An album is often a very cut-and-dry process, with a lot of tracks being left out to make sure the feel of the record is sustained, but sometimes there’s creativity that flows from the recordings and leftover ideas that could produce an album of its own. For Toronto’s Greys, the processes behind Warm Shadow, the companion piece to their LP Outer Heaven, were happening while they were still recording the original record.
“We initially wanted to release it on the same day,” says guitarist Shehzaad Jiwani. “They’re different and we wanted space for them to be judged separately but not as completely separate. [Warm Shadow] wouldn’t exist without Outer Heaven.”
Writing actually started when the band tried dissecting tracks from Outer Heaven as they were recording it. “Colin would splice all these tape loops, creating songs from different elements of the record, it was all lo-fi and experimental,” says Jiwani. He explains the tracks were supposed to be on Outer Heaven, but they multiplied and quickly outgrew the record.
“We thought we’d make an EP of them, but we had time booked at Union Sound in Toronto and came up with the record in two or three days, it just worked.”
One of the most important differences on the record, however, was how much each member of the band contributed to the album compared to the mostly Jiwani-spearheaded records that preceded it:
“I guess in the past it was quicker if I had done it, but over time, after our first record, it kind of just happened naturally and everyone kept contributing more and more ideas,” says Jiwani. “The product ends up being a lot better when more people contribute ideas and it’s a lot more fun.”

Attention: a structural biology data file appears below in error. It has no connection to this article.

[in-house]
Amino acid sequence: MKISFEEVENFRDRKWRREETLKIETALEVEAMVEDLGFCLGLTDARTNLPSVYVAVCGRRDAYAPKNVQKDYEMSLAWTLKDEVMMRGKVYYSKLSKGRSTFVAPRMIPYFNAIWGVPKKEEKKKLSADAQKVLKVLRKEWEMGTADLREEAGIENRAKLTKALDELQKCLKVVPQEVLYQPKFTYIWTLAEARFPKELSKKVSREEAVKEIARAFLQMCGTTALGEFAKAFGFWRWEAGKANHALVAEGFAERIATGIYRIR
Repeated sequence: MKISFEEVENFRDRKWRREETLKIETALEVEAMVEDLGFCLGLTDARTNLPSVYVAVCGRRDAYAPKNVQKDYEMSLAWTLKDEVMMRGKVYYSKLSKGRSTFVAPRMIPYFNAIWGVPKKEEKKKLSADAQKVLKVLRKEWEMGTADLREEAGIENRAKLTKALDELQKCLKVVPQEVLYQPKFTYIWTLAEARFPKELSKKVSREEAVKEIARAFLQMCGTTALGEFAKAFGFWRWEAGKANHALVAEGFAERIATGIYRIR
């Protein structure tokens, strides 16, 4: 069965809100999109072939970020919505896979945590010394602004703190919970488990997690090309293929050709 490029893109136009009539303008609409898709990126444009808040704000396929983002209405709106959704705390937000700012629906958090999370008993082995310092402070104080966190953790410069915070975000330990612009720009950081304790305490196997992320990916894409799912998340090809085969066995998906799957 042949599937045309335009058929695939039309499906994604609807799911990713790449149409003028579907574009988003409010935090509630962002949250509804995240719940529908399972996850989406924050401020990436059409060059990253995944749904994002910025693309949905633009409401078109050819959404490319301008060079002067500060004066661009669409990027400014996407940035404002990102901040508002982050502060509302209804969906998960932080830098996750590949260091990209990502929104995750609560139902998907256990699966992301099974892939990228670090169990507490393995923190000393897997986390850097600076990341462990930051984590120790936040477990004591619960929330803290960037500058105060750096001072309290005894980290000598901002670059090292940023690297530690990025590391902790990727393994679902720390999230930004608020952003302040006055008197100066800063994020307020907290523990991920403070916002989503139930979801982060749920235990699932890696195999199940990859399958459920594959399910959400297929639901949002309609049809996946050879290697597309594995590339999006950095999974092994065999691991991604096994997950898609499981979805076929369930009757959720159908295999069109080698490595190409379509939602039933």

Part of what allowed such a dynamic shift in the band’s recording process was the freedom they had with an album already out in the same year. “It felt liberating releasing Repulsion, then Outer Heaven, so this was even more of that,” explains Jiwani. “We didn’t say ‘no’ to any ideas and we didn’t worry if it ‘fit’ within the context of the band, we just wrote music we wanted to write.”
“Fresh Hell” was written in the wake of the Jian Ghomeshi trial and is one of the band’s more politically charged songs, although Jiwani insists they’re not out to make protest music. “The verdict really hit home hard for us, it was really heavy, and it’s 2016 so if you’re not acknowledging some of these topics you’re losing the plot a little bit.”
“[I]t’s 2016 so if you’re not acknowledging some of these topics you’re losing the plot a little bit.”
This topic was also what led Greys to donate the proceeds of Warm Shadow to Sistering, a Toronto women’s shelter for victims of abuse, poverty and marginalization with a focus on both people of colour and members of the trans community in Toronto.
“A lot of our lyrical content has dealt with marginalized people — specifically women, in a few cases — and we felt it was relevant to what we were trying to communicate.” Sistering told the band earlier this year they were hoping to use the funds for a harm reduction program to educate and shelter people with a history of substance and sexual issues to keep them safer. “We have been, and will always be, on the side of marginalized people — and will continue to fight for them in any way possible, through our music and our actions as a band.”
“We have been, and will always be, on the side of marginalized people — and will continue to fight for them in any way possible, through our music and our actions as a band.”
With the year winding down and many bands hitting the road for the winter, Jiwani says he and his bandmates are content to take some time off. “We’ve been on tour most of the year and we are looking forward to taking the winter off and doing basically nothing at home, even noise bands need to give their ears a rest sometimes.”